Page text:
First Year Programs - Art and Art History Skip Navigation

Art and Art History (ARTS)

Chair: P. Kaimal
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The Department of Art and Art History offers courses of study in the history, theory, and practice of the visual arts for the general liberal arts student as well as majors in either art history or studio art or minors in Architectural Studies or Museum Studies. Such study empowers students to appreciate creativity within our visually saturated world as well as to appreciate the ways in which works of art from the past inform human values and understanding around the globe. Majors in the department have gone on to successful careers both within and outside of the arts, some examples of which may be found at Success after Colgate.

Art History

The department offers more than 20 courses that trace the visual arts from antiquity to the present day. Class lectures and discussions are supplemented by visits to museums in the area and in New York City, as well as Colgate’s Clifford Gallery, Picker Art Gallery, and Longyear Museum. In this way, students increase their understanding of the visual arts as expressions of fundamental cultural values.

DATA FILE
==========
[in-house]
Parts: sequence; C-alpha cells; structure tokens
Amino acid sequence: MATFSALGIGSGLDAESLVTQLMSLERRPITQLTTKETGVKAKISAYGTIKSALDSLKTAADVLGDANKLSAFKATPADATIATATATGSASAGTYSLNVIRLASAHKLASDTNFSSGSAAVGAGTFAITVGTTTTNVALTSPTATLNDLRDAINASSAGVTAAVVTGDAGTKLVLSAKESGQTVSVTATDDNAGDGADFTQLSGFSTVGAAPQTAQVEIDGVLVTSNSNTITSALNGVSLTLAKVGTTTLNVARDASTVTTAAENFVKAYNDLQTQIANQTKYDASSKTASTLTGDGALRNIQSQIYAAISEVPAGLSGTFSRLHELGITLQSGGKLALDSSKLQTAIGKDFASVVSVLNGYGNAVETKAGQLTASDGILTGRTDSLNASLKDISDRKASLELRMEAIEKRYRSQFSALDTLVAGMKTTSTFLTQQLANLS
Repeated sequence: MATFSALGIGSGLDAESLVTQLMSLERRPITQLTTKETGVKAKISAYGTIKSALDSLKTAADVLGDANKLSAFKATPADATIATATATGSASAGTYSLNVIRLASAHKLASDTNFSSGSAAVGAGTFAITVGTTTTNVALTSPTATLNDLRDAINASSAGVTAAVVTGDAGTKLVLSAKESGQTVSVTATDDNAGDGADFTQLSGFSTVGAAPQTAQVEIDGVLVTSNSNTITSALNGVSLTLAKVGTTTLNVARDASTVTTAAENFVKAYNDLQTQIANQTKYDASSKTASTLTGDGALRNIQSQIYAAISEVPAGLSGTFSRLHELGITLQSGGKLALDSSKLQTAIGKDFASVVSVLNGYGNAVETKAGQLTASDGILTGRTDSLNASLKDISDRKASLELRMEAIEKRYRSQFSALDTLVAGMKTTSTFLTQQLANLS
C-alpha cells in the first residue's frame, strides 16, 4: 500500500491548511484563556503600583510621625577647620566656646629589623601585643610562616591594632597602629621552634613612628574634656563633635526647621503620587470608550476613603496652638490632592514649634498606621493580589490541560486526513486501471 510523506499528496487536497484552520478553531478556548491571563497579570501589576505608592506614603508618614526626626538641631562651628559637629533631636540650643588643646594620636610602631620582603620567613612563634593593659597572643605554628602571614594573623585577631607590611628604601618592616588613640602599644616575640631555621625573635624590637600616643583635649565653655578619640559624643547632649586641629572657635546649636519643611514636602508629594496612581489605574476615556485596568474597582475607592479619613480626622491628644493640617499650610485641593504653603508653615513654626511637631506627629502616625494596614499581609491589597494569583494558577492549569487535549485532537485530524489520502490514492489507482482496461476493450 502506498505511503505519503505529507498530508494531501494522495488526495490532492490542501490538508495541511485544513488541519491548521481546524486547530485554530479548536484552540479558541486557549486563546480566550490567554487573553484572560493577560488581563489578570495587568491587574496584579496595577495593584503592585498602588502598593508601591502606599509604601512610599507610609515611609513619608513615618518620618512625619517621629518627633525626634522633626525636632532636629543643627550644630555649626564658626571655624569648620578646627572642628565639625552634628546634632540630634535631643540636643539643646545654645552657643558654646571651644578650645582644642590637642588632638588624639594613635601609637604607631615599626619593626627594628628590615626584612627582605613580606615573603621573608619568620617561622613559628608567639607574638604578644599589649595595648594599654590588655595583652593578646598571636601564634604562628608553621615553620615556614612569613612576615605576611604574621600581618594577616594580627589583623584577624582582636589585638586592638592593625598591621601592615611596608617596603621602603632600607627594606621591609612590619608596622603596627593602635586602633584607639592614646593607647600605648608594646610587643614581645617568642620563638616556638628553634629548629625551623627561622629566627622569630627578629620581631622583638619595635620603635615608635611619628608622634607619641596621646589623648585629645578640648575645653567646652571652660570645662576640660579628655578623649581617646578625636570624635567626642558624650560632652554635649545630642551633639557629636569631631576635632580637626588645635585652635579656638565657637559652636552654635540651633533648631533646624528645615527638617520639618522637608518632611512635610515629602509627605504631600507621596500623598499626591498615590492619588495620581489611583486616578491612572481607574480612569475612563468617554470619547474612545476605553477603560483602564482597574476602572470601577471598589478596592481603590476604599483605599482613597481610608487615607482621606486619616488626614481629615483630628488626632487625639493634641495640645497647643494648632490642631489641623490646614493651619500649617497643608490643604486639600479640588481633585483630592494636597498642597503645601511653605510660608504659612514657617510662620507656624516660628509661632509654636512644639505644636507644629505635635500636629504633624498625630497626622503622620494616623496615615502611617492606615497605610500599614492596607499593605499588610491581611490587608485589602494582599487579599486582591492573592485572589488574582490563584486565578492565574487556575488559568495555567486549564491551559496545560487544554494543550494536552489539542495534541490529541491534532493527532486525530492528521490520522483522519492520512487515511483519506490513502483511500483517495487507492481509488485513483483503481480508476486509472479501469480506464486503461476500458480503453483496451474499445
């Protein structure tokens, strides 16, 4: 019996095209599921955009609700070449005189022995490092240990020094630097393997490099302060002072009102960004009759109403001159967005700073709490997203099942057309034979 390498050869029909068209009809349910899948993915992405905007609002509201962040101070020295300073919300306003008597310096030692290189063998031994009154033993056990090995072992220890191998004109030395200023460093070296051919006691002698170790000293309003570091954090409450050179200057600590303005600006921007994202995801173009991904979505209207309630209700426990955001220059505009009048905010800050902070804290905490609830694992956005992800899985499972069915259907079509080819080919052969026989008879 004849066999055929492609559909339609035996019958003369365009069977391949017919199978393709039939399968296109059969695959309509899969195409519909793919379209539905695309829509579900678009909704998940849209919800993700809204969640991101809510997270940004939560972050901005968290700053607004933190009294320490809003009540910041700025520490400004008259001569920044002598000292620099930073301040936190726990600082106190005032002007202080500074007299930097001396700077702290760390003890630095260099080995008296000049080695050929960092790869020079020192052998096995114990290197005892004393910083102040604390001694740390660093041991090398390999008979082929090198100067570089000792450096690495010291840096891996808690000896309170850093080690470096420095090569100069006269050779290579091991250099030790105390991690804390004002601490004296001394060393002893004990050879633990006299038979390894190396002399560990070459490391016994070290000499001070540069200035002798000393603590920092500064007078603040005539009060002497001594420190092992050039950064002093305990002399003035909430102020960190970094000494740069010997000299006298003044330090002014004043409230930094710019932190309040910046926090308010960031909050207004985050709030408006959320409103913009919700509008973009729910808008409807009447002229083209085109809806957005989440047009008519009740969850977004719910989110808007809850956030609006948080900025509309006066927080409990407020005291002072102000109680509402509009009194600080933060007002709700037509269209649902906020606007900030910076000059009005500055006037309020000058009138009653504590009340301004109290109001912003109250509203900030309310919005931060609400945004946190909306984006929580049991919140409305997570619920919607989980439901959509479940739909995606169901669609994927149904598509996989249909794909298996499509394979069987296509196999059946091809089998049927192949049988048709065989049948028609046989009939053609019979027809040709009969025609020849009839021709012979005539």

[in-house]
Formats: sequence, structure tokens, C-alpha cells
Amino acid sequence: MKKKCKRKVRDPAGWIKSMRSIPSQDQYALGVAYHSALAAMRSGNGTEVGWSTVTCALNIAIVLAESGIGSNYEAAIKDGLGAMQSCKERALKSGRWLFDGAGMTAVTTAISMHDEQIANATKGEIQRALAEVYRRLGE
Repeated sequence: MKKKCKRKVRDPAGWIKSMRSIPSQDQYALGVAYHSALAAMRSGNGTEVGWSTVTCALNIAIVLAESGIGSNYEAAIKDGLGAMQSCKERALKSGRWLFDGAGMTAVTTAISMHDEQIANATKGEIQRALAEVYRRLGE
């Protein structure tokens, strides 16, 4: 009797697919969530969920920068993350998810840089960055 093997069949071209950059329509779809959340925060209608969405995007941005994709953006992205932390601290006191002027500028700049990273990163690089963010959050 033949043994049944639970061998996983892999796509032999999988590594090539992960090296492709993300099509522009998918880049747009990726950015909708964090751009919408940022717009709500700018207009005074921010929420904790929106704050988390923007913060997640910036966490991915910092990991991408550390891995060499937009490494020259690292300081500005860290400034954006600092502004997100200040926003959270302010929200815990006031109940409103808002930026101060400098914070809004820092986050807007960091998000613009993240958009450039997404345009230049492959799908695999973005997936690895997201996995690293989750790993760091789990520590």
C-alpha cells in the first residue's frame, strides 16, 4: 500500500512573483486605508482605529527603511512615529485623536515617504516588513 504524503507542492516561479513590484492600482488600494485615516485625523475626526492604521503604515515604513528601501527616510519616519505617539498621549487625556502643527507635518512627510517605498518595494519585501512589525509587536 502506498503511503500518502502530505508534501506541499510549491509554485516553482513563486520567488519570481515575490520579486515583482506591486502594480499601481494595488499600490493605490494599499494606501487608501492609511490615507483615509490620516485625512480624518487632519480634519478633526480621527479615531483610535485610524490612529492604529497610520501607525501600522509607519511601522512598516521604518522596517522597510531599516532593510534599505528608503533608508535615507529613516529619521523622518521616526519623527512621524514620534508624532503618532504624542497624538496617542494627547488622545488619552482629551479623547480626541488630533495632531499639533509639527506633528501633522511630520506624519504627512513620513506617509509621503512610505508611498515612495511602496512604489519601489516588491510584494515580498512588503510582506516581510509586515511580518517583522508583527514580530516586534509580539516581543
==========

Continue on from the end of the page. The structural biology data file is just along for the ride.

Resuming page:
Studio Art

Courses in the practice of art provide instruction in drawing, painting, sculpture, photography, video art, printmaking, and digital art. These courses are designed to explore creative visual modes of expression and to help the student gain familiarity with contemporary issues in the visual arts. Studio practice is augmented by a weekly lecture series, gallery exhibitions, film and video screenings, and guest artists.

Students interested in pursuing study with studio or art history are encouraged to begin work in the department as soon as possible. ARTS 100 (also offered as FSEM 160) is a prerequisite for all further studio work and should be taken in the first year and preferably in the first semester. In Art History, students are encouraged to enroll in a 100- or 200-level course in the first year and preferably in their first semester.

Students interested in receiving more information about the study of Visual Arts should contact the chair, Professor Kaimal (pkaimal@colgate.edu).

Architectural Studies

Courses in Architectural Studies concentrate on the study of historical architecture in a wide range intellectual, social, and political contexts. Participation in the Architectural Studies minor concentration is supportive of both those students seeking to go on to Architecture School and students seeking to increase their understanding of the ways that human values and culture help shape our built environment. First year students interested in Architectural Studies are strongly encouraged to take ARTS 100 (also offered as FSEM 160) and ARTS 105, Introduction to Architecture, in their first year.

Museum Studies